Generics

Generics are one of my favorite features of Swift. Like Optional, it makes your code safer to work with, makes your app have fewer crashes and unexpected bahaviors, and at the end of the day, it makes your users happier. It’s one of the core features of Swift that make it great language to work with, and I think you’ll love it as well. Without further ado, let’s get started!

Let’s say you want to define a struct that lets you have pairs of things. Maybe we can call it Pair. (I recommend downloading the example Playground or cloning the repo and following along. This one has multiple modules so make sure Xcode’s Project Navigator is visible by pressing ⇧⌘J.)

struct Pair {
    let first: String
    let second: String
}

Then you can create a Pair of Things, like:

let things = Pair(first: "Thing 1", second: "Thing 2")

This is pretty useful! It’d be nice to be able make pairs of other things too, like the result of two dice rolls like below. 🎲🎲

let snakeEyes = Pair(first: 1, second: 1)

But we get an error Cannot convert value of type 'Int' to expected argument type 'String'.

That’s kind of a bummer. What if we really do want to use this in other places? What if we wanted to make it a little more… generic? That’s where the aptly named generics come in handy! 😏

We can redefine Pair as below. Note the addition of <T> and T for both of the types.

struct Pair<T> {
    let first: T
    let second: T
}

If you’re trying to figure out how to read this out loud, I’d probably say something like “Pair is a struct that is generic on type T and has two properties: first of type T and second of type T.”

Now we can do all things.

let things = Pair(first: "Thing 1", second: "Thing 2")
let snakeEyes = Pair(first: 1, second: 1)

You can even make a Pair of Pairs if you wanted to!

let pairOfPairs = Pair(first: Pair(first: "First First", second: "First Second"),
    second: Pair(first: "Second First", second: "Second Second"))

Magical, eh? And who said pairs of things have to be of the same type? What if "Thing 1" wanted to hang out with 1 for a change? Let’s try it.

let ones = Pair(first: "Thing 1", second: 1)

Womp.

🚨 Cannot invoke initializer for type 'Pair<T>' with an argument list of type '(first: String, second: Int)' 🚨

The error is saying that we can’t create a Pair that has different types for first and second because we said they are both type T. How do we fix this? We add a another generic to Pair!

struct Pair<T, U> {
    let first: T
    let second: U
}

Pair now is generic on T and U, where first is of type T and second is of type U. If we try to initialize ones again, it now works.

let ones = Pair(first: "Thing 1", second: 1)

It’s old convention to use T (for “Type”), U, V, etc. to signify the generic type, but you can really name it anything. @UINT_MIN pointed out that Swift is moving toward more descriptive naming, like Optional.Wrapped and Array.Element. I also learned today that you can even use emoji 😻 (with a few caveats so see the full list of allowed emoji). Thanks @jckarter and @nnnnnnnn!

Even if you don’t find yourself defining your own classes and structs that are generic immediately, I bet you’ve used them before whether you knew it or not.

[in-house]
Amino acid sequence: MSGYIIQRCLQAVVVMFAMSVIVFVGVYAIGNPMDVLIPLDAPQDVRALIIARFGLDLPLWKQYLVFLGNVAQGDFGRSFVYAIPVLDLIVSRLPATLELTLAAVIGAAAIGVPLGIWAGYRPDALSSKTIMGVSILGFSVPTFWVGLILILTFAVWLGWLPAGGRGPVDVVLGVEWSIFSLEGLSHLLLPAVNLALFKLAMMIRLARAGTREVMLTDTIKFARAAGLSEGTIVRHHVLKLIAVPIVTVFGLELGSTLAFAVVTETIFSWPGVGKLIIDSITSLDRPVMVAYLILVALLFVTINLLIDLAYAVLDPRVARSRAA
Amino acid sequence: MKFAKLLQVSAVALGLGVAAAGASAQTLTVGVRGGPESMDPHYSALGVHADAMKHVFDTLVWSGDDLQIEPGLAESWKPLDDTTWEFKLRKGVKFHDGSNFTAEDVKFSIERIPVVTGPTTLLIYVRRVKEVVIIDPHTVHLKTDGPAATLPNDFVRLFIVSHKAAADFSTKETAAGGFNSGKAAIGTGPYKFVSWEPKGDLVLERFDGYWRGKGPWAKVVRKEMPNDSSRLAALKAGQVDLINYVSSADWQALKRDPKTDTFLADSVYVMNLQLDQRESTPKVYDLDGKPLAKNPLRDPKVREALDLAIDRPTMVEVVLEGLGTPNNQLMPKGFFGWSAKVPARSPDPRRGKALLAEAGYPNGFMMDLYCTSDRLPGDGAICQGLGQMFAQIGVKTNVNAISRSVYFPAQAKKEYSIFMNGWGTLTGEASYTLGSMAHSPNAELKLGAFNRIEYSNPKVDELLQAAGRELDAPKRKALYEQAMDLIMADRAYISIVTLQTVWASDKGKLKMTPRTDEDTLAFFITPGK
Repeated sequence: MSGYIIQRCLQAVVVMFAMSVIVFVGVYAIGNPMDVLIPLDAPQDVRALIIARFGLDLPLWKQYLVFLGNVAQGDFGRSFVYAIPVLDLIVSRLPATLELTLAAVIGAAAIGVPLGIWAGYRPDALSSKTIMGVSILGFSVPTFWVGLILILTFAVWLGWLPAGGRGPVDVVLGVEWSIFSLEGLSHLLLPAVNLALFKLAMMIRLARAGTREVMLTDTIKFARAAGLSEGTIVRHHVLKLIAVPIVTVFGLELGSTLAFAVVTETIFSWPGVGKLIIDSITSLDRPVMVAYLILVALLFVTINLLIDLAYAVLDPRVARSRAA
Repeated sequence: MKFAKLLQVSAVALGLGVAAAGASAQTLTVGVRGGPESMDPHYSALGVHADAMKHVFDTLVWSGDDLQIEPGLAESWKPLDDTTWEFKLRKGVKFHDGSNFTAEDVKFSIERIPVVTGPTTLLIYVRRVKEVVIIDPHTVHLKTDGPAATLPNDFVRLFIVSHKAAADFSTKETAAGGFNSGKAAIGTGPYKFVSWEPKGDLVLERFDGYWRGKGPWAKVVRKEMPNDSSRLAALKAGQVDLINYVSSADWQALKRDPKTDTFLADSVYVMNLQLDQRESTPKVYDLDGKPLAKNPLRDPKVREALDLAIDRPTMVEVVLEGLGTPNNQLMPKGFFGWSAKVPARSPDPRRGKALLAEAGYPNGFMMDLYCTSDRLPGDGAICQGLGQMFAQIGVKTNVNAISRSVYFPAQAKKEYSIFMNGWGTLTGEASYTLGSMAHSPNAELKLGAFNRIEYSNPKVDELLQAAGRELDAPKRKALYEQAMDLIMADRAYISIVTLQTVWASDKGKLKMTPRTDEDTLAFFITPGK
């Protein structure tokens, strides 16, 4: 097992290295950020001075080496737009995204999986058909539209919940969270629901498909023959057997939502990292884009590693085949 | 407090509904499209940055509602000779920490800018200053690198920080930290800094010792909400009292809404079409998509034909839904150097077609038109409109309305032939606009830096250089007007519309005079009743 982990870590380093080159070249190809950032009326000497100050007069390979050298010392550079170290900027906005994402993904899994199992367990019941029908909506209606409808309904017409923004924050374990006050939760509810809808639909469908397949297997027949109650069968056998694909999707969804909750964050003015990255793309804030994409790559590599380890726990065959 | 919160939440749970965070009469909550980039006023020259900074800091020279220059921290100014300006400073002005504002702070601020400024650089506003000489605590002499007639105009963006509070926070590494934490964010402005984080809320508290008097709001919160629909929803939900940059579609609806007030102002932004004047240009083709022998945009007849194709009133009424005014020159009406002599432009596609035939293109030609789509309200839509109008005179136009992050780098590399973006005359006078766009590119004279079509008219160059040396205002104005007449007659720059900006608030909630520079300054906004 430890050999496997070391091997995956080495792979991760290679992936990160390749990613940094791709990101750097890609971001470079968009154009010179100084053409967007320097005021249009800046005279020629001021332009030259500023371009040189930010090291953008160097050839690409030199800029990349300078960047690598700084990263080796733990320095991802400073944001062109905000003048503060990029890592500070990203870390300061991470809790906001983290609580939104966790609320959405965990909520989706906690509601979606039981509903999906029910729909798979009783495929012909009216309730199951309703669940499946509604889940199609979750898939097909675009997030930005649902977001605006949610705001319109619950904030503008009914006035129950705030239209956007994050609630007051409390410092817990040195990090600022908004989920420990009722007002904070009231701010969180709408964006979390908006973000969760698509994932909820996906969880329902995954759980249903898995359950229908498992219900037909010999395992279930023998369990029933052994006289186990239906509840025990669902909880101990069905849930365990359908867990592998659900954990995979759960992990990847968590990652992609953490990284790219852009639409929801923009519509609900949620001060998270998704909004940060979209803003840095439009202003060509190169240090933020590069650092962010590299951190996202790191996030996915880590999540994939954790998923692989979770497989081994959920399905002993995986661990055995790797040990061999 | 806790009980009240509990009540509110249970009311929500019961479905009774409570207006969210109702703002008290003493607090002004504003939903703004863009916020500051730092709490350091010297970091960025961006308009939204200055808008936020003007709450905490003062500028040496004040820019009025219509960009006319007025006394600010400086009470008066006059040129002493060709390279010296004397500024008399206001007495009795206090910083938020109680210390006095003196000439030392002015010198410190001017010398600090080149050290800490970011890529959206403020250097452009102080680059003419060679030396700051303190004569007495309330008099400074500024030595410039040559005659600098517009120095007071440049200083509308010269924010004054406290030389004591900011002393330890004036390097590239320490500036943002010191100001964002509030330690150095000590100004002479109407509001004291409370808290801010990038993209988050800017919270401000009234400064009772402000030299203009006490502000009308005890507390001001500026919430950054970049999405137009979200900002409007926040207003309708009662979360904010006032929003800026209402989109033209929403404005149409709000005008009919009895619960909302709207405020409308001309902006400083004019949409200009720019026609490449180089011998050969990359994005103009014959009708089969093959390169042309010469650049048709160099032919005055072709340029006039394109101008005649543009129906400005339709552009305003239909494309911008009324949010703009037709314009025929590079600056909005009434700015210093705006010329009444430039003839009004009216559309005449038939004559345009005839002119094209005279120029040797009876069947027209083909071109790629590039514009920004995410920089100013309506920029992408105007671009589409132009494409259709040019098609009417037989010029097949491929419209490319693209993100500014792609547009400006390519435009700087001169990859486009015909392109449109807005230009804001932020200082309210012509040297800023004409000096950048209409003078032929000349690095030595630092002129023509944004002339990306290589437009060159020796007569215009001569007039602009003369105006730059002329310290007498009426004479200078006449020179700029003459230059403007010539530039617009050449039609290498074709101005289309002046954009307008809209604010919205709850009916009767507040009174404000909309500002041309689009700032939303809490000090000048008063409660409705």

As programmers, we very often work with arrays. On any given day, you might declare an array of monkeys. Sometimes, we get sleepy, doze off a bit, and accidentally try to insert a number into our array of monkey emoji. 😪 But Swift being Swift, the compiler has our back and says: Cannot convert type 'Int' to expected argument type 'String'.

How did Swift know that we can’t do that? Because Swift is good at figuring out what type something is, when we write var monkeys = ["🙈", "🙉", "🙊"] it infers to the type of var monkeys as below:

var monkeys: [String] = ["🙈", "🙉", "🙊"]

Another way to write this is…

var monkeys: Array<String> = ["🙈", "🙉", "🙊"]

Look! Those angle brackets. They look familiar. They are our good friend generics. var monkeys is of type Array<String>. If you look at Apple’s documentation on Array, you’ll see that Array is defined as struct Array<Element>. (“Array is a struct that is generic on type Element.”)

If you scroll down a little further, you’ll find the documentation for the append function.

Aha! append takes type Element as a parameter, Element as in the type that Array is generic on. So if we initialize var monkeys with type Array<String> we have to call append with a String and Int won’t work. And now you know.

Generics are everywhere in the Swift Standard Library and you’ll definitely be using them all the time. If you’re curious, I recommend perusing through the library and see where you see classes and structs that are generic on some type. (Just look for those angle brackets!)

That’s it for now. If you have any questions, feel free to leave them in the comments below, or tweet at me @ayanonagon. The biggest reason I’m writing these posts is to get better at explaining concepts and how amazing they are, so any feedback about what was clear vs. not would be much appreciated as well. Also let me know what other topics you want to hear about. Hope you had fun learning, and thanks for reading!

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